"Civility is particularly due to all women; and, remember, that no provocation whatsoever can justify any man in not being civil to every woman; and the greatest man would justly be reckoned a brute if he were not civil to the meanest woman. It is due to their sex, and is the only protection they have against the superior strength of ours; "
Altough gratifying, I do take offense at the suggestion that exceptions may be granted to us ladies, simply because we are "weaker", much the same indulgence granted to children. I can only imagine what Lady Hagar would say to that. Let us therefore look at the matter with a diffreent approach. In J. Youngs "Our Deportment" (1881) we find a paragraph that may offer some insight. When discussing some generalities of the true gentleman, the author remarks :

"Politeness is benevolence in small things. A true gentleman must regard the rights and feelings of others, even in matters the most trivial. He respects the individuality of others, just as he wishes others to respect his own. In society he is quiet, easy, unobtrusive, putting on no airs, nor hinting by word or manner that he deems himself better, or wiser, or richer than any one about him. He never boasts of his achievements, or fishes for compliments by affecting to underrate what he has done. He is distinguished, above all things, by his deep insight and sympathy, his quick perception of, and prompt attention to, those small and apparently insignificant things that may cause pleasure or pain to others. In giving his opinions he does not dogmatize; he listens patiently and respectfully to other men, and, if compelled to dissent from their opinions, acknowledges his fallibility and asserts his own views in such a manner as to command the respect of all who hear him. Frankness and cordiality mark all his intercourse with his fellows, and, however high his station, the humblest man feels instantly at ease in his presence"
On treating the qualities of a true Lady, the author adds a list that make us seem divine (ah the wisdom of the good old days), but then adds :

"Here is the test of true ladyhood. Whenever the young find themselves in the company of those who do not make them feel at ease, they should know that they are not in the society of true ladies and true gentlemen, but of pretenders; that well-bred men and women can only feel at home in the society of the well-bred"
Clearly, what was remarked for the true gentleman, can also be said of the true Lady. In polite society, people take the feelings of others not only in consideration, but put them in a foremost position. As to the cause of the dispute, i'm sure lessons can be learned from the following :

Certain honest but unthinking people often commit the grievous mistake of "speaking their mind" on all occasions and under all circumstances, and oftentimes to the great mortification of their hearers. And especially do they take credit to themselves for their courage, if their freedom of speech happens to give offense to any of them. A little reflection ought to show how cruel and unjust this is. The law restrains us from inflicting bodily injury upon those with whom we disagree, yet there is no legal preventive against this wounding of the feeling of others.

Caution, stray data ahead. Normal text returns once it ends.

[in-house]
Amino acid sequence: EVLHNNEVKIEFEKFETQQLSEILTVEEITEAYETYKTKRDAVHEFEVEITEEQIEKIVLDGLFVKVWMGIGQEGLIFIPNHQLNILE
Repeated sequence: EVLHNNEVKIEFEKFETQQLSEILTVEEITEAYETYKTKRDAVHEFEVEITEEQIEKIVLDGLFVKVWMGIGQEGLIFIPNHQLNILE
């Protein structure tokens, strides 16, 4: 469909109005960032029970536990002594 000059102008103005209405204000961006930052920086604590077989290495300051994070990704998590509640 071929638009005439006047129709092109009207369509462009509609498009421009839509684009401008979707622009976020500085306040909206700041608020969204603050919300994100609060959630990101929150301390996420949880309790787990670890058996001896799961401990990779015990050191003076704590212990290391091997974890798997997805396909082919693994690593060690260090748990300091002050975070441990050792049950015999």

Another class of people, actuated by the best of intentions, seem to consider it a duty to parade their opinions upon all occasions, and in all places without reflecting that the highest truth will suffer from an unwise and over-zealous advocacy. Civility requires that we give to the opinions of others the same toleration that we exact for our own, and good sense should cause us to remember that we are never likely to convert a person to our views when we begin by violating his notions of propriety and exciting his prejudices. A silent advocate of a cause is always better than an indiscreet one"
Is it not a disease of our barbarous days, that too often, ones' own feelings and convictions are treated with the deference that actually should be paid to those of the others ? And that while we find in Lillian Eichlers' "Book of Etquette" (1921) :

"Try to be naturally courteous and cordial in your speech. It is a mistake to "wear your feelings on your sleeve" and resent everything that everyone else says that does not please you. To become quickly excited,to speak harshly and sarcastically is to sacrifice one's dignity and easeof manner. Know what you want to say, be sure you understand it, andwhen you say it, be open for criticisms or suggestions from those aroundyou. Do not become flustered and excited merely because someone elsedoes not agree with you. Remember that Homer said, "The tongue speaks wisely when the soul is wise," and surely the soul can be wise only when one is entirely calm, self-confident and at peace with all the world!"
So we could conclude that both the lady and her gentleman sinned against those principles; was it not tempers that flew, voices raised, etc ? Of course, both so much as admitted that faults had been made, so there is no need to rub the salt in. I merely show these quotes as to point out the underlying principles. If it isn't already clear what the true Lady (and true gentleman!) should do when such transgressions occur, take inspiration in this :

Never refuse to accept an apology for an offense, and never hesitate to make one, if one is due from you.

Wednesday, May 21, 2008


Your graces,
Lords, Ladies and Gentlemen,

Ever since I joined our fine establishment, gentlemen and ladies alike mentioned to me (usually with a painful expression) the need for a gazette or other type of publication in which they could find reports on events they missed, or information on things to come. Letters of introduction from ladies, short stories, reviews of places to visit, clothes to wear, personal musings on a variety of topics, all appeared on the wishlists of several persons, not in the least the owners themselves, who, weighed down by their daily duties, lack the time to startup this worthy initiative.
Far be it from me to dispute priorities, of course, and it dawned on me, that, as administrator of the Sorority, I had to make this problem my own. the results of my efforts I present you here, and you can rest assured I will persecute, hound and beleager the residents of our halls to make sure regular posts are prepared for your digestion and amusement.

Your Servant,
Lady PearlT